Spiral of Silence Theory

To avoid being isolated from society, an individual can decide to no longer think for himself and set aside his judgment (Noelle-Neumann, 1991).

To affirm this, the author of the theory of the Spiral of Silence is based on the existence of processes of formation of public opinion (Allport, 1937). Indeed, the interaction between individuals and their social environment generates a mass opinion (Asch, 1951; Milgram, 1961). All this leads to a fear of isolation coupled with doubt about one's own capacity for judgment, which stems from the processes of public opinion, as the author confirms.

Noelle-Neumann (1991) schematically theorizes her thought through a "spiral" of silence, which shows that public opinion corresponds to that which can be expressed in public without taking the risk of being isolated from the debates. Thus, its apparent sanction, the individuals will speak more easily since it will express the thought of the mass. If the individual wishes to address a vision opposed to that of public opinion, the latter is forced into silence (Tönnies, 1922). Part of the population is thus forced to remain silent because they feel inferior (Bryce, 1924).


Figure 1: Diagram of the Spiral of Silence (Noelle-Neumann, 1991)

The spiral drawn by the author presents the majority opinion at the top of the platform. The particularity is that the majority thought can descend further down the spiral and become a minority afterwards. This leads a majority opinion to fall into silence. The factors for achieving silence are the dissemination of opinion by the mass media, as the author specifies. During the 1948 presidential elections in the Federal Republic of Germany, the majority opinion changed to give way to the minority opinion (McDonald et al., 2001). These authors also specify that the reason for this is that minority opinion has been much more present in the mass media, which has allowed individuals who have remained silent until then to express themselves fully. In 1980 in the United States the same pattern was repeated during the presidential election (Glynn & Mcleod, 1984).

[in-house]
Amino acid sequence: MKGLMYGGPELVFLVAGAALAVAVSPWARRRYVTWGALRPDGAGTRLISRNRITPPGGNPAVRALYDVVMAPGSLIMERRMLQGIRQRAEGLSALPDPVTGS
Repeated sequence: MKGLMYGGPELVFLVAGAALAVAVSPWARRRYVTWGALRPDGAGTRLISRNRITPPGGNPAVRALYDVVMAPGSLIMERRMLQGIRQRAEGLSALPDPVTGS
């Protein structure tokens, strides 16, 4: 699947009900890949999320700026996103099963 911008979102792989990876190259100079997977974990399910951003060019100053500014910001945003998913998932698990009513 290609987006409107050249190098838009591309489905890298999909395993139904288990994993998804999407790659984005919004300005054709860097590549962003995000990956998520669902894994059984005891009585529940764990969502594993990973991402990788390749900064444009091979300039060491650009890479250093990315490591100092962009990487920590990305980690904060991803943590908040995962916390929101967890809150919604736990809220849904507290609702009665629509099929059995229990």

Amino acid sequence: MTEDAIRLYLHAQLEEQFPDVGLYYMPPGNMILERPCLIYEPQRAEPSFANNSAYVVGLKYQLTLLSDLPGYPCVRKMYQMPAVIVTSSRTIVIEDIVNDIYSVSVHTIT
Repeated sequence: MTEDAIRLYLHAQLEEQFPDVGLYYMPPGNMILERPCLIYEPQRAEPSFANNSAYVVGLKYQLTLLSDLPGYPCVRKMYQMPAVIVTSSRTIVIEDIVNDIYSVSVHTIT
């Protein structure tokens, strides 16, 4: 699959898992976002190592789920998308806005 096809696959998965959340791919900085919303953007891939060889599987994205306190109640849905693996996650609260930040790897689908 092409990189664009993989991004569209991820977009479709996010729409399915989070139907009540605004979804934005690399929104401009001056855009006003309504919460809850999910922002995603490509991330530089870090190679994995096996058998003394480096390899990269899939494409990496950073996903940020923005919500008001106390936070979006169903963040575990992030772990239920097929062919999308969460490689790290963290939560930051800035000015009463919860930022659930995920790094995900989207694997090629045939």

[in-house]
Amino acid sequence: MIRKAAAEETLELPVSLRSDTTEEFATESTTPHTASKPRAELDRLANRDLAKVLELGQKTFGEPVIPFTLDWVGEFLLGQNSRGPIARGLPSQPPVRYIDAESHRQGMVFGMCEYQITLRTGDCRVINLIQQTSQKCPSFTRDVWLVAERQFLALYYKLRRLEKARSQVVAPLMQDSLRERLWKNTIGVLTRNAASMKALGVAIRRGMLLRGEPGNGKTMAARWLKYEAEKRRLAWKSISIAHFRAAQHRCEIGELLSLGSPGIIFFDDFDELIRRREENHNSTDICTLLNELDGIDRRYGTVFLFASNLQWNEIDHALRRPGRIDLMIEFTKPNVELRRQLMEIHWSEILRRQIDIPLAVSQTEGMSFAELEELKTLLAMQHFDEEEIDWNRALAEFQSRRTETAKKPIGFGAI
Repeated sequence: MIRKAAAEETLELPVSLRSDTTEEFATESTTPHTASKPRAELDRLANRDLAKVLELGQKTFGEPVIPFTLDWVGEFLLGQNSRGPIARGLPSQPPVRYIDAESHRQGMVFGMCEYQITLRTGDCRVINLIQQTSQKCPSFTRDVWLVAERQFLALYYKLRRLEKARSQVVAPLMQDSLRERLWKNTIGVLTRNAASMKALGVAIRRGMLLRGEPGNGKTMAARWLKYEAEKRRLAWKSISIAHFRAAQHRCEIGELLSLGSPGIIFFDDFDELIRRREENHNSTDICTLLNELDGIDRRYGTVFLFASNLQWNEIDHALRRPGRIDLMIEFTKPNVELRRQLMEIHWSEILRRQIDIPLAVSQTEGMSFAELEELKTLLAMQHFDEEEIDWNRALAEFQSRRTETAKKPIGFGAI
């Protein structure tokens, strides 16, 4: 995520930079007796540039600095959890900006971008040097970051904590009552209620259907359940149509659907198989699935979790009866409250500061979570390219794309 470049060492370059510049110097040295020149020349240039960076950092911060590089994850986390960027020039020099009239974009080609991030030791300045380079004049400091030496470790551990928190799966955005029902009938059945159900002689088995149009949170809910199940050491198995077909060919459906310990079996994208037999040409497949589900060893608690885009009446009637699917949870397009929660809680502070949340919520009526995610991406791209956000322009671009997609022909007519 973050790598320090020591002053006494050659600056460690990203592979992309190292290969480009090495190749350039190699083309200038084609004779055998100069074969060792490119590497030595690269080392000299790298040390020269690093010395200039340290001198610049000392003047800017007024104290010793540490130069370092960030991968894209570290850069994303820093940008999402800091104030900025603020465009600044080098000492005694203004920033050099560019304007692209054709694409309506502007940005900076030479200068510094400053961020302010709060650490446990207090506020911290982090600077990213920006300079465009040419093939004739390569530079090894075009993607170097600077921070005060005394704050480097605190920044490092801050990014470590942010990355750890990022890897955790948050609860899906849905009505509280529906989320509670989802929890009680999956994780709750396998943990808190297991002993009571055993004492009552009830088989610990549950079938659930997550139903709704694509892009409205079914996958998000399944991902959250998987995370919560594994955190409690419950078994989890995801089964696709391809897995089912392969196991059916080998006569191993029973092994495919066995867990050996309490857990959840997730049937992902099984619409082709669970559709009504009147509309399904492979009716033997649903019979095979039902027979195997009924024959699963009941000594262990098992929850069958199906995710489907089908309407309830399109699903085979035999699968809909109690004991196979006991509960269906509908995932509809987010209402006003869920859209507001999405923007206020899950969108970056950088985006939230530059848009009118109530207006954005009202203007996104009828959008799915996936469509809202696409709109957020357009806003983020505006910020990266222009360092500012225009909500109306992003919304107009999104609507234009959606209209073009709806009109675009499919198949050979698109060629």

However, this theory is questioned because of inconsistent results reported several years later (Scheufle & Moy, 2000). These authors specify the existence of conceptual problems, measures of variables of the public opinion process and concerning differences in the level of attention given to macroscopic tests. Indeed, the authors show that some individuals wait to see which opinion will become the majority in the future in order to be able to avoid isolation each time.

We therefore notice that some anticipate future opinions, while others are influenced by society. We are talking about social influence (Shanahan et al., 2009). The agreement or rejection of the other influences the opinion of the individual. Their study on smoking shows that despite prevention and social prohibitions, individuals continue to smoke. Some individuals will be pushed to quit by their social environment (family, friend), while others will be guided more by their own opinion, repressing societal opinions and advocating their individual freedom. In this case, social codes will be created around tobacco consumption, such as taking a break at work to go smoke with colleagues. What is interesting here is the parallel that can be made with any kind of consumption or habit that individuals retain and present freely.

Thus, we notice that despite the fear of isolation, individuals tend to stand out for their originality of thought and their individuality (McDonald et al., 2001). All without worrying about the isolation and silence required by the theory of the spiral of silence.

Nevertheless, the spiral of silence remains a criticism to visualize the impact of mass media on public opinion (Noelle-Neumann, 1991). Societal questions are raised by the author: what are the different ideas advocated by the mass media and when are they put forward? Should we question the power of these media on public opinion? And finally, is conferring such powerful power on a minority of individuals responsible for choosing the information transmitted by these mass media just and democratic?